How to react?
Scenarios from the IPCC
The scientists are producing scenarios in order to assess the situation. Their current conclusion is called Representative Concentration Pathways (RCP): four scenarios modelling the GHG atmospheric concentration.
RCP 8.5 is the most pessimistic, and describes a world where nothing is done to reduce anthropogenic emissions.
RCP2.6 is the most optimistic, and describes a world where everything is done to reduce anthropogenic emissions, in order to steady the warming under +2° in 2100 against 1850.
With this scenarios, IPCC can calculate the amount of GHG the humanity can still emit before it is too late: it is called carbon budget. Thus, for each year, the humanity know how much GHG can be emitted. The humanity will have to be carbon-neutral between 2075 and 2100. Knowing that, each country can (and have to) work on reducing its GHG emissions.
The United Nations Framework Convention on Climate Change (UNFCCC), born of the Rio Summit of 1992, targets the stabilization of greenhouse gas emissions of anthropogenic origin. It was reinforced by the adoption of the Kyoto Protocol in 1997 which sets an objective of reducing the emissions of 38 industrialized countries by 5.2% over the period 2008-2012, compared to emissions in 1990. The European Union, for its part, committed to reducing its emissions by 8%, an objective that has been achieved.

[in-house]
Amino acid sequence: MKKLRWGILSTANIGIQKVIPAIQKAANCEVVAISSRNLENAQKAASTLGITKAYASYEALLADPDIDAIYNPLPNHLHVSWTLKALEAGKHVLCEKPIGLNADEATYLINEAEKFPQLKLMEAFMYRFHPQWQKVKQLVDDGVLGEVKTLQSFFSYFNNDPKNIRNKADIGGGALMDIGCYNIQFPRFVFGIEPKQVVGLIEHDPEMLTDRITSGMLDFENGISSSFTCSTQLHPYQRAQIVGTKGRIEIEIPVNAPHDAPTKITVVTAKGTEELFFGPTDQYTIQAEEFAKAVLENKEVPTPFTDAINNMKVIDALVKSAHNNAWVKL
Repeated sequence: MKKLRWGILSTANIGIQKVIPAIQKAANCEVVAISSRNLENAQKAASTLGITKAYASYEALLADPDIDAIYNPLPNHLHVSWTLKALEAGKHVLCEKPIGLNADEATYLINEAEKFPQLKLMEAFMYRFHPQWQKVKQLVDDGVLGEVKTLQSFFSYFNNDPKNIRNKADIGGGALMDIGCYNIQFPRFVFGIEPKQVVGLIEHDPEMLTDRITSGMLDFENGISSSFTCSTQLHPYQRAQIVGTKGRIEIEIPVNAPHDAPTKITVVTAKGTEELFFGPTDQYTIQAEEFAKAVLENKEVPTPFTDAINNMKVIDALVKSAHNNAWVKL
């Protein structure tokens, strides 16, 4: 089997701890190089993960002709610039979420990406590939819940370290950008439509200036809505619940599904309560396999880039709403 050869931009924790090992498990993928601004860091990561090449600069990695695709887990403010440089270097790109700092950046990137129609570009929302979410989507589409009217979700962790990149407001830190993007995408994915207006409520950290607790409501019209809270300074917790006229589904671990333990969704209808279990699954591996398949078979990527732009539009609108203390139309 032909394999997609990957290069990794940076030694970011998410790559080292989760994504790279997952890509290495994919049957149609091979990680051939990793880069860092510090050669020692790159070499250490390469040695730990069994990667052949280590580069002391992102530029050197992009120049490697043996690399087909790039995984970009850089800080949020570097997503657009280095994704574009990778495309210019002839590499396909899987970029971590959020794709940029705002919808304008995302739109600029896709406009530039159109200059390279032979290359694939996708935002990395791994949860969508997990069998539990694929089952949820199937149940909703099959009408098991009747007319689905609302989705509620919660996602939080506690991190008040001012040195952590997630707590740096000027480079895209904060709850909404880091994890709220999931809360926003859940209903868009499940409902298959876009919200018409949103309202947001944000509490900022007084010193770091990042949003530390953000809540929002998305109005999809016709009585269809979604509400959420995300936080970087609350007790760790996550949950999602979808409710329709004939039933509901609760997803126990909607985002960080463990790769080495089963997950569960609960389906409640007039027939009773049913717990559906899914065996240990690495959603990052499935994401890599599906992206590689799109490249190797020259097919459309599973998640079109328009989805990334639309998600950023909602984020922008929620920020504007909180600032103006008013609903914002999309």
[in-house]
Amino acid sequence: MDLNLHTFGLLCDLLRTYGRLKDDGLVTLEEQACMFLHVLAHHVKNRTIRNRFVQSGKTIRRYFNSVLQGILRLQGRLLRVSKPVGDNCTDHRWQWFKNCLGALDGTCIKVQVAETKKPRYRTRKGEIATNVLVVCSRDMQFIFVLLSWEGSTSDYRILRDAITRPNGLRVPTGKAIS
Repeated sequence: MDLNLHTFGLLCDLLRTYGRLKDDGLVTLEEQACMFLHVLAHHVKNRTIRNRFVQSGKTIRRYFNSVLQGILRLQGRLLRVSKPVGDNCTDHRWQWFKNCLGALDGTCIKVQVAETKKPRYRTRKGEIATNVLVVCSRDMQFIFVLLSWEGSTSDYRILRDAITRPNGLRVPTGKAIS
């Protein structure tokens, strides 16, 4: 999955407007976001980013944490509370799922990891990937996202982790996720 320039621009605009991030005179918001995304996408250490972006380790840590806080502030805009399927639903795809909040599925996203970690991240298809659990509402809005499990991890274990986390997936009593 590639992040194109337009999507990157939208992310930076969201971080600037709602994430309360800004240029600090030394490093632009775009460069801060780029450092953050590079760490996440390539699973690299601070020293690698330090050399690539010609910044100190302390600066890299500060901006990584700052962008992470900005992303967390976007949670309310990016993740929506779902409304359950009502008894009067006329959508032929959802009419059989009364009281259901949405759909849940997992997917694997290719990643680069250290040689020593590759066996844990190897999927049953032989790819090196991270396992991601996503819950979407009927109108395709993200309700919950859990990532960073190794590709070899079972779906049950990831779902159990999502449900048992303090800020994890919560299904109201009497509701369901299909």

In addition, since 1 January 2005 a GHG emissions quota trading system has been in place in the EU, based on directive 2003/87/EC of 13 October 2003, but only very emitting activities are concerned by this system. Our energy consumption, especially from fossil sources, is in question.
The EU Climate & Energy package
In December 2008, under the French presidency of the European Union (EU), the European heads of state adopted the climate & energy package. Through this series of directives and regulations, Europe undertakes to reduce, by 2020, its global greenhouse gas emissions by 20% compared to 1990 levels. The EU plans to increase this objective to -30% if other industrialized nations accept doing the same.
To achieve this level of reduction, the EU needs to attain other objectives (20-20-20 measures) :
improving energy efficiency by 20% by 2020;
increasing to an average of 20% the proportion of renewable energies accounted for in energy consumption.
The climate & energy package also underpins the emissions quota trading scheme, extending it to all industrial emitters and to civil aviation (domestic flights and flights between countries covered by the ETS Directive), and developing the auctions market.
A new Climate & Energy package is currently being discussed in order to determine new energy efficiency ambitions in Europe for 2030.
As far as environmental accounting is concerned, the European Commission has launched a three-year trial whose main objective is to develop reference bases for sectors in Europe through application of general Product Environmental Footprint (PEF) and Organization Environmental Footprint (OEF) methods.
The trial also looks to test how environmental information is verified. To this end, the Commission has launched a bibliographical study aiming to identify and describe the most appropriate conformity systems for PEF or OEF declarations.